The first light to come on was that of the Caillebotte lighthouse; a little boy stopped near me and murmured ecstatically: ‘Oh, the lighthouse!’
Then I felt my heart swell with a great feeling of adventure.
I am alone, most people have gone home, they are reading the evening paper and listening to the wireless. This Sunday which is drawing to a close has left them with a taste of ashes and already their thoughts are turning towards Monday. But for me there is neither Monday nor Sunday: there are days which push one another along in disorder, and then, all of a sudden, revelations like this.
Nothing has changed and yet everything exists in a different way. I can’t describe it; it’s like the Nausea and yet it’s just the opposite: at last an adventure is happening to me and when I question myself I see that it happens that I am myself and that I am here: it is I who am piercing the darkness, I am as a happy as the hero of a novel.
– Sartre, Nausea (tr. Baldick)
If I am not mistaken, and if all the signs which are piling up are indications of a fresh upheaval in my life, well then, I am frightened. It isn’t that my life is rich or weighty or precious, but I’m afraid of what is going to be born and take hold of me and carry me off – I wonder where? Shall I have to go away again, leaving everything behind – my research, my book? Shall I awake in a few months, a few years, exhausted, disappointed, in the midst of fresh ruins? I should like to understand myself properly before it is too late.
– Sartre, Nausea (tr. Baldick)
In the obituaries respectfully delivered to mark his passing, the great works of the age have often been mentioned, Proust, Joyce, Musil and even Kafka, these finished-unfinished works, which nevertheless retain, in what one can barely call their failure, ‘a form of appearance of truth’, including, most of all, a concern to glorify, if not the author, then at least art itself by pushing traditional literature (even if one then calls it modern) to its furthest limit. But compare Sartre and Beckett, both having to contend with the false glory of the Nobel Prize for literature. This prize that, nobly, Sartre refused, one might say he did everything possible to be awarded it by the very act of writing Words, a book which, he believed, by the sublime power of its rhetoric, would henceforth make it impossible to hope for a finer work. The dream is a touching but childish one (entirely in keeping with Sartre’s own child-like nature). And the punishment for having wanted to write (and publish) a necessarily glorious text followed immediately, in the form of the award of the Nobel Prize, from which he derived additional glory by rejecting it. Nothing of the sort happened to Beckett: he had neither to accept nor refuse a prize that was for no particular work (there is no work in Beckett) but was simply an attempt to keep within the limits of literature that voice or rumble or murmur which is always under the threat of silence, ‘that undifferentiated speech, spaced without space, affirming beneath all affirmation, impossible to negate, too weak to be silenced, too docile to be constrained, not saying anything, only speaking, speaking without life, without voice, in a voice fainter than any voice: living among the dead, dead among the living, calling to die, to be resurrected in order to die, calling without call’ (and I quote — to end — these lines from Awaiting Oblivion because Beckett was willing to recognize himself in that text).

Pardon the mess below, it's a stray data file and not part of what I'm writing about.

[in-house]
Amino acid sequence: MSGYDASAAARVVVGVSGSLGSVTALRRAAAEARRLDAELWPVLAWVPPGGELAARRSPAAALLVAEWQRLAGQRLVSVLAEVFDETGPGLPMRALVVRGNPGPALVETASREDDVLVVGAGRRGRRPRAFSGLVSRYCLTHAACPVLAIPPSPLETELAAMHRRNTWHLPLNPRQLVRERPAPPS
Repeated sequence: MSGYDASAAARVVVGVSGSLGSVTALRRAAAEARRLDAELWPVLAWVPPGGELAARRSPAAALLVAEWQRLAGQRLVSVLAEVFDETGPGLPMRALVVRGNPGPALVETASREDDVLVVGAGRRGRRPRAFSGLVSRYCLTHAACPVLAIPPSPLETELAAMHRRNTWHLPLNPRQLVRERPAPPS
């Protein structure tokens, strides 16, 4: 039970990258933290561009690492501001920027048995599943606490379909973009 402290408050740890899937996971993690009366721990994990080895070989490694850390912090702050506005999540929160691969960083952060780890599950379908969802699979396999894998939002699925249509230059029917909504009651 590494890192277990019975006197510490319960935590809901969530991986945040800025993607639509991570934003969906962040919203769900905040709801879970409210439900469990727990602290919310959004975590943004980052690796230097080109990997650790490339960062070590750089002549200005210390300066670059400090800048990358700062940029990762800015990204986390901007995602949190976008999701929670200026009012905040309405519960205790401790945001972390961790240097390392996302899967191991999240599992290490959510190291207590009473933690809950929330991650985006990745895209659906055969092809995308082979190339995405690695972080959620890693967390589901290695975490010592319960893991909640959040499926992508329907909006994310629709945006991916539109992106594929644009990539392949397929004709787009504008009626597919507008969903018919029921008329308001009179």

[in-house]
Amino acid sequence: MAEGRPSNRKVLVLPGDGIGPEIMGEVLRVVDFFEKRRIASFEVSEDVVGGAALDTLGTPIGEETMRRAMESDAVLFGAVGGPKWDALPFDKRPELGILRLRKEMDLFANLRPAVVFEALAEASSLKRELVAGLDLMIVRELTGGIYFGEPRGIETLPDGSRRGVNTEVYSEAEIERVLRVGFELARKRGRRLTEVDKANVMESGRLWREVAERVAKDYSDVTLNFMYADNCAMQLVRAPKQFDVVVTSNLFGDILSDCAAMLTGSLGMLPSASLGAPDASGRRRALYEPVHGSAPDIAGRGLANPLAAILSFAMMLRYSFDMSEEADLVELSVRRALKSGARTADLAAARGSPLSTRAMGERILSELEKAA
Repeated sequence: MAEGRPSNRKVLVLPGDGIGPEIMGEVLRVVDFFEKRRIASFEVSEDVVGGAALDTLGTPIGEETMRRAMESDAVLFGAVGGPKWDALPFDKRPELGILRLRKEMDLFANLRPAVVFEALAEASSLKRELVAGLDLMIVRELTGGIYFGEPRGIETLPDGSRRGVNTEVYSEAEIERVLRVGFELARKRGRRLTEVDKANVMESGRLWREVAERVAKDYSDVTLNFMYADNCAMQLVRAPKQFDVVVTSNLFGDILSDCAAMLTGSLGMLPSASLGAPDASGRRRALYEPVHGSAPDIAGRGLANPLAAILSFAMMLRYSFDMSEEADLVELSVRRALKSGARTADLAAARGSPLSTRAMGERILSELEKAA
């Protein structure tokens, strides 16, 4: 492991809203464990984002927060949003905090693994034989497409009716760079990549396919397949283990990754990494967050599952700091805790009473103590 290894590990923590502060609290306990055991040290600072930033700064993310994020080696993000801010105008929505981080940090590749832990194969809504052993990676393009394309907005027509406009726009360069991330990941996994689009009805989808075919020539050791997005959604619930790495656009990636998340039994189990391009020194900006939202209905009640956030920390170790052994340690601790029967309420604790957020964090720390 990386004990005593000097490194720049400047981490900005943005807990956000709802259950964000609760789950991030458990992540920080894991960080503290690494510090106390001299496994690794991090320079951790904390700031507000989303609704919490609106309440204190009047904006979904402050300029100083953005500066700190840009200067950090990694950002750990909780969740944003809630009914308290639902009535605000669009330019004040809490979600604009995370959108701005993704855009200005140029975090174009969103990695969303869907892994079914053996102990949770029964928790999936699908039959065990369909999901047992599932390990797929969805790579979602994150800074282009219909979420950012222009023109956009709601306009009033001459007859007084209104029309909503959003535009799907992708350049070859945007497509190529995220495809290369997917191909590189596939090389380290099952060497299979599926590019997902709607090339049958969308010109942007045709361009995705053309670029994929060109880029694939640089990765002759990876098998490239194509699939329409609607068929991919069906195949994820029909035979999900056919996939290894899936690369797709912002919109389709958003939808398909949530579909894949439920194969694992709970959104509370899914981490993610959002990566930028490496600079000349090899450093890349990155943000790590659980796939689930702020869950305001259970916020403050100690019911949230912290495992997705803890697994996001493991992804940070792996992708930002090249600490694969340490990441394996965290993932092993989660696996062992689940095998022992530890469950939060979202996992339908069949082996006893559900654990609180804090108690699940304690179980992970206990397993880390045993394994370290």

— Blanchot, ‘Oh All To End’ (trans. L. Hill)
I paid. Madeleine took away my saucer. My glass crushes a puddle of beer, with a bubble floating in it, against the marble top. The bench is broken just where I am sitting, and to avoid slipping I am forced to press the soles of my shoes hard against the floor; it is cold. On the right, they are playing cards on a woollen cloth. I didn’t see them when I came in; I simply sensed that there was a warm packet, half on the bench, half on the table at the back, with some pairs of arms waving about. Since then, Madeleine has brought them cards, the cloth, and the chips in a wooden bowl. There are three or four of them, I don’t know how many, I haven’t the courage to look at them. There’s a spring inside me that’s broken: I can move my eyes but not my head. The head is all soft and elastic, as if it had just been balanced on my neck; if I turn it, it will fall off. All the same, I can hear a short breath and now and then, out of the corner of my eye, I can see a reddish flash covered with white hairs. It is a hand.
— Sartre, Nausea (trans. R. Baldick)